|March 13, 2014||to||April 11, 2014|
* SYDNEY Art
Warringah Creative Space. Council and Community renovate new space in sustainable project for the promotion of creativity on the Northern Beaches. Certain Nature exhibition to open centre.
- 13 March – 11 April 2014
- Warringah Creative Space Abbott Road, Curl Curl
Warringah Creative Space, at Abbott Road, Curl Curl will be used for exhibitions, artists in residence and other creative activities. It will be opened with a curated exhibition, Certain Nature on Friday 14 March.
“Warringah Creative Space is a win for artists, for locals and the environment. Six months ago the building was an unused Scout Hall, which had fallen into disrepair. It’s been renovated over six months in a unique project – using salvaged materials. The project is a partnership between Warringah Council, Kimbriki Resource Recovery Centre* and the community. Kimbriki and the community donated materials and community members helped finish the renovation in a “community blitz” said Warringah Mayor, Michael Regan.
Northern Beaches Creative Space and Gallery Opens with Exhibition; Certain Nature
Nine contemporary artists working in a diverse range of materials are exploring concepts around our relationship with nature and the environment in Certain Nature.
The exhibition, curated by Cassandra Hard Lawrie, is the opening attraction at the new Warringah Creative Space. The space was renovated using salvaged materials in a Council project that saw the transformation of an old, disused Scout Hall into a much-needed space for the promotion of creativity on Sydney’s northern beaches.
Certain Nature asks; “What does it mean to be naturalised? How do we as humans adapt to a place or an environment? In turn, how much do we enforce change on an environment?”
Curator, Cassandra Hard Lawrie said: “Some artists work directly with the local urban and natural landscape; others explore our material cultural world as being intrinsically informed and changed by nature, despite its man-made fabrication. There are artworks that explore our impact on the environment and resultant effects such as land degradation and the possibility of human-induced climate change, while others evoke the sublime idea that the human can be overwhelmed by nature — that it similarly can be perceived as destructive. Further, the question is asked; “If we can consciously respond to the environment, how does it respond to us?””
- Certain Nature 13 March – 11 April 2014
- Curator: Cassandra Hard Lawrie
- Warringah Creative Space Abbott Road, Curl Curl
Certain Nature Artists
Jessica Birk is a young Indigenous artist born in 1984 on the northern beaches of Sydney. Jessica is a proud descendant of the Yaegl people from The Clarence Valley in the Northern Rivers region of NSW. Through her art Jessica asserts herself as a contemporary storyteller of the Yaegl people. Through her art-making she explores the extent to which she can imprint her identity and personal experiences, as well as the notions of belonging and familial lineage, upon the imagery, the colours, the patterns and the forms in her work.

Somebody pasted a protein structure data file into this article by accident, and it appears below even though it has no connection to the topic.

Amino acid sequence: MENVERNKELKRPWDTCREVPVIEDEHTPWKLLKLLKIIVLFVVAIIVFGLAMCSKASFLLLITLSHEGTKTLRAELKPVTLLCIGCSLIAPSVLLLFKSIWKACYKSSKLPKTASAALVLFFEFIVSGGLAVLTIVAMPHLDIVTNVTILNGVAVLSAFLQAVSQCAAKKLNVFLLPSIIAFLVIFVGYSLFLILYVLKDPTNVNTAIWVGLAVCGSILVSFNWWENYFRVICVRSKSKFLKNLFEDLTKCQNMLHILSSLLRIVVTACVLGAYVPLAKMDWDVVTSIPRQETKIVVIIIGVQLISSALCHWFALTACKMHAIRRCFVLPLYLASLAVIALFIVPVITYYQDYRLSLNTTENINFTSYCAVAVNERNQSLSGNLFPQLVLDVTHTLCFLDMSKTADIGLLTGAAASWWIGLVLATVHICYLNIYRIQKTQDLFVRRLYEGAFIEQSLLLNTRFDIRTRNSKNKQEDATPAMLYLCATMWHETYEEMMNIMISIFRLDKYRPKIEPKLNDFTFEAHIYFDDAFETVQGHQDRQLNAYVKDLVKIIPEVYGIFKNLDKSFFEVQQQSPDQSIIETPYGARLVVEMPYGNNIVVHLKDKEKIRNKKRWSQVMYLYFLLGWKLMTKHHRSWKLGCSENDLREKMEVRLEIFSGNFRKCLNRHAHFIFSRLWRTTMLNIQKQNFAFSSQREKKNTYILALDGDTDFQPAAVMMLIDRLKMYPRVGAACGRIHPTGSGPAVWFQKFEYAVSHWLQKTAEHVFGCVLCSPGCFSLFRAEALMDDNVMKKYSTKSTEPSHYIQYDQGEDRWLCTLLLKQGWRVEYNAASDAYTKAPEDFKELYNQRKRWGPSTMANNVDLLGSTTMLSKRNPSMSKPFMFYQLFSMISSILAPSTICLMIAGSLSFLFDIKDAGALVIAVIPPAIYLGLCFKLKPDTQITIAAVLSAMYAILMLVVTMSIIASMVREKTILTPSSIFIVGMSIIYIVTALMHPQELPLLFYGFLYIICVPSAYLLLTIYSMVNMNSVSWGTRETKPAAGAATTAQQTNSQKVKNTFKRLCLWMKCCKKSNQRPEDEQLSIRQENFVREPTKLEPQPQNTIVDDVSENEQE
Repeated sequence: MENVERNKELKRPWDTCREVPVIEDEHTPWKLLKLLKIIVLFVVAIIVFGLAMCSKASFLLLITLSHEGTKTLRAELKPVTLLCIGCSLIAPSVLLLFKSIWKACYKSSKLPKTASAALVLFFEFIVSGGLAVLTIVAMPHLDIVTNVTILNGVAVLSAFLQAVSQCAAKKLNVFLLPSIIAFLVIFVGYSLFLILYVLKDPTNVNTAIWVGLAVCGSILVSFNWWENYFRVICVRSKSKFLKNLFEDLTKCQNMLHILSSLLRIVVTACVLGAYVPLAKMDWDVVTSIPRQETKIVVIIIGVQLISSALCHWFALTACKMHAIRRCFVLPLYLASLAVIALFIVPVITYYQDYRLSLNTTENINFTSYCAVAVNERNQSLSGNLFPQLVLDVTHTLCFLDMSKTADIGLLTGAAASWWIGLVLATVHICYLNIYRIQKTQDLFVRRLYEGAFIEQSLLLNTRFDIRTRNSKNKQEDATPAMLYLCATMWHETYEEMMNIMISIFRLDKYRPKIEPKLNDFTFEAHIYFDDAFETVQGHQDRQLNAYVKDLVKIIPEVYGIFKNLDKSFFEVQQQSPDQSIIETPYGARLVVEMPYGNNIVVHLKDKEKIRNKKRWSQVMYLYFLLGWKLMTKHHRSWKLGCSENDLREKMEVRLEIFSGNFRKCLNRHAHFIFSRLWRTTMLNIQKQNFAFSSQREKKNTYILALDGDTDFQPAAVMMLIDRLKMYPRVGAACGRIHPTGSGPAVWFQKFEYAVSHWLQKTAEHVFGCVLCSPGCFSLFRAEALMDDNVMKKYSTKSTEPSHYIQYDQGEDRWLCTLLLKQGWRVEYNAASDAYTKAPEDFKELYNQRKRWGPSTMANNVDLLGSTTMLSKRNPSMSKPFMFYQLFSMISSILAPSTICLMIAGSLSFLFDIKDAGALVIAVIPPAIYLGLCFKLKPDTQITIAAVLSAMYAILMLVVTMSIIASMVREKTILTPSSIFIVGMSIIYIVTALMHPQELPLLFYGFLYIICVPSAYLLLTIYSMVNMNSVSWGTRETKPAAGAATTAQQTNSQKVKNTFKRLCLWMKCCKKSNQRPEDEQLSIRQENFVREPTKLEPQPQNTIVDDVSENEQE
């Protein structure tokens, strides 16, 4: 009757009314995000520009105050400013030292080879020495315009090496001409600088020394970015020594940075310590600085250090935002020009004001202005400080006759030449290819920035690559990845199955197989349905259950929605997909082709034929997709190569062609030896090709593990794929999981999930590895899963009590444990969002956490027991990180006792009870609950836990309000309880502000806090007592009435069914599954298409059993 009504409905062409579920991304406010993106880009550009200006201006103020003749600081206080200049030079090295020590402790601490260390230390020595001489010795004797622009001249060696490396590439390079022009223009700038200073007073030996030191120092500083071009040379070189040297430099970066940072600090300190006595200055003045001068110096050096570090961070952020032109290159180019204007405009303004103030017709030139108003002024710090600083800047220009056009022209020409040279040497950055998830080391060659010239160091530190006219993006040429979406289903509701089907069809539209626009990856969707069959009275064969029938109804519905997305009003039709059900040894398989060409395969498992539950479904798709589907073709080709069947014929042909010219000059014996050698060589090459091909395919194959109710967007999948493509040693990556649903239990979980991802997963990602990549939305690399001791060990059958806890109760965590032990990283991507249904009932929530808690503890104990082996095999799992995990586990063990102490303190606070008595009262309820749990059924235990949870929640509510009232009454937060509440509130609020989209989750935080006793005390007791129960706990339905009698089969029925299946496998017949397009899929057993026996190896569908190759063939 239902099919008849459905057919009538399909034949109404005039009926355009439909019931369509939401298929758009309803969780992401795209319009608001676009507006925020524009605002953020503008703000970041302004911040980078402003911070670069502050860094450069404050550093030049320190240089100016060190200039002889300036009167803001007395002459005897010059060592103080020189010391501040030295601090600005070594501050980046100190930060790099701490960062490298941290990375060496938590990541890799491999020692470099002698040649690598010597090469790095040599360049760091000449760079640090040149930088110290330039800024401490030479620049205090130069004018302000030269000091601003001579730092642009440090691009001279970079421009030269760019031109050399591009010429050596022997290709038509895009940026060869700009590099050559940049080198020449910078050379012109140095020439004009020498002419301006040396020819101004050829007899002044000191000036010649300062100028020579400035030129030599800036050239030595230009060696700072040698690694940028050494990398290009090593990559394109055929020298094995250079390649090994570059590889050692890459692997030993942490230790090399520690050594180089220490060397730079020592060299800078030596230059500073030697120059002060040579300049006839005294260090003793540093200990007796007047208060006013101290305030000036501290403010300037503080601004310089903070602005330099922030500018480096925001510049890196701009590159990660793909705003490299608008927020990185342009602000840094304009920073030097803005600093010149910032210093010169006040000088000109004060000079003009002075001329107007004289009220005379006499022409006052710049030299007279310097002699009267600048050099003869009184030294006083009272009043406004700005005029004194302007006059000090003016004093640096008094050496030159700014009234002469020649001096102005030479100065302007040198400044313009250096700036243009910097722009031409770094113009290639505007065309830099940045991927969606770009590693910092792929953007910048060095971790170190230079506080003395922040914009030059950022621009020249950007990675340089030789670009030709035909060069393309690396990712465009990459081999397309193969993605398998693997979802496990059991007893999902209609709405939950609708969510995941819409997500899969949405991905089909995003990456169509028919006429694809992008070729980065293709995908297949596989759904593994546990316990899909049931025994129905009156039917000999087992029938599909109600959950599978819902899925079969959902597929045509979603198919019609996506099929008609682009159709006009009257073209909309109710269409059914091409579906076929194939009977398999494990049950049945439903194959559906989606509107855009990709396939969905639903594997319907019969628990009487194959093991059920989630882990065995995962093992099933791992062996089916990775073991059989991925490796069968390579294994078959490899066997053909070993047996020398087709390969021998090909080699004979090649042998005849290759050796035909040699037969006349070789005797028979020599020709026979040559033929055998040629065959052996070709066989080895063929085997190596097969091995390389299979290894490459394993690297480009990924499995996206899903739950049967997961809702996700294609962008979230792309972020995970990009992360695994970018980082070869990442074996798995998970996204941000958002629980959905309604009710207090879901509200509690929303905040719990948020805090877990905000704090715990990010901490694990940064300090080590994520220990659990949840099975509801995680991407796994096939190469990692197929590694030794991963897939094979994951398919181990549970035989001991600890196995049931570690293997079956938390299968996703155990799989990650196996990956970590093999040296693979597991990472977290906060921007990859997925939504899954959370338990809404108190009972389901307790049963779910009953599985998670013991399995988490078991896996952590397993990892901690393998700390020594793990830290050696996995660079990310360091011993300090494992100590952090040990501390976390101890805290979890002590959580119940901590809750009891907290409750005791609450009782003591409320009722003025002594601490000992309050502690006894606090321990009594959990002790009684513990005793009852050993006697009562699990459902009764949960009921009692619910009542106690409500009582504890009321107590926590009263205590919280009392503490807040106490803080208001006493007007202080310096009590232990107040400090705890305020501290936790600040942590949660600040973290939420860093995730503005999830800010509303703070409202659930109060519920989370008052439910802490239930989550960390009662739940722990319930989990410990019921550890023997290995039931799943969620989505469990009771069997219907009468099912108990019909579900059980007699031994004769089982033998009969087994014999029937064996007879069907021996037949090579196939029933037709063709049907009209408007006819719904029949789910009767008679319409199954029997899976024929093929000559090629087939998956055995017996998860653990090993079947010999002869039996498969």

Julia Davis is a Sydney based artist whose site-specific work explores the perceptions of, and relationships between, objects, places and spaces. Her questions revolve around how these perceptions underpin our sense of self as well as the idea that landscape is cultural space – a space formed by and informing culture. She has exhibited at Conny Dietzschold Gallery, Pelotin, the Tin Sheds and Manly Art Gallery and Museum and was included in Drawing Lines in Sand at Cockatoo Island.
Kuba Dorabialski studied video and performance at the College of Fine Arts. Kuba is an artist and poet. His work often deals with art history, language and the possibility of joy. He was born in Wroclaw, Poland and lives in Sydney. Previous exhibitions include Art in Odd Places.
Angela Griffiths works with ‘light’ environments that contain a theme of contradiction. The viewer is drawn into her work through the hypnotic patterning of cones and the soft glow of translucent white porcelain while the hard sharpness of these same elements can leave the viewer also with an unsettling feeling of danger. She has exhibited at Gallery 8, MONA, Sculpture by the Sea and Sculpture in the Vineyards.
Bettina Kingma is a photojournalist who is a born dreamer who loves to take photographs of people/places that are beautiful, unique and special in this world. She has been documenting the transformation of the Warringah Creative Space from an unused Scout Hall.
Leesa’s Knights creative journey explores the repurposing and transformation of both common and unusual waste. Utilizing discarded objects gathered from public places, business sites and home, she reconfigures her materials to unlock both beauty and form. She has exhibited at the Manly Arts Festival, Warringah Art Exhibition and Currawong Eco Art.
Penny Philpott has exhibited several installations and single works including Hidden at Rookwood Cemetery, Sculpture in the Vineyards, Sculpture at Scenic World, Woman’s Day International art prize and a group show at Cessnock Regional Gallery. She works with multiple objects to create large-scale installations and creative use of space.
Katy B Plummer
Katy B Plummer has a BFA from CoFA, and a MFA from SVA in New York. She has exhibited at Mop Gallery and Art in Odd Places. She is a video/installation/performance artist interested in people’s attempts to transcend their animal selves.
Lisa Woolfe works across drawing, painting and printmaking and her main interest is the landscape. Her current project is a folio of large-scale drawings and etchings based on her wanderings through the Manly Dam catchment. Lisa has been a finalist in numerous art awards including the Adelaide Perry Prize for Drawing, Burnie Print Prize and Mosman Art Prize. Among other awards, she received the Earle Backen Award for Excellence in Printmaking from the College of Fine Arts, UNSW.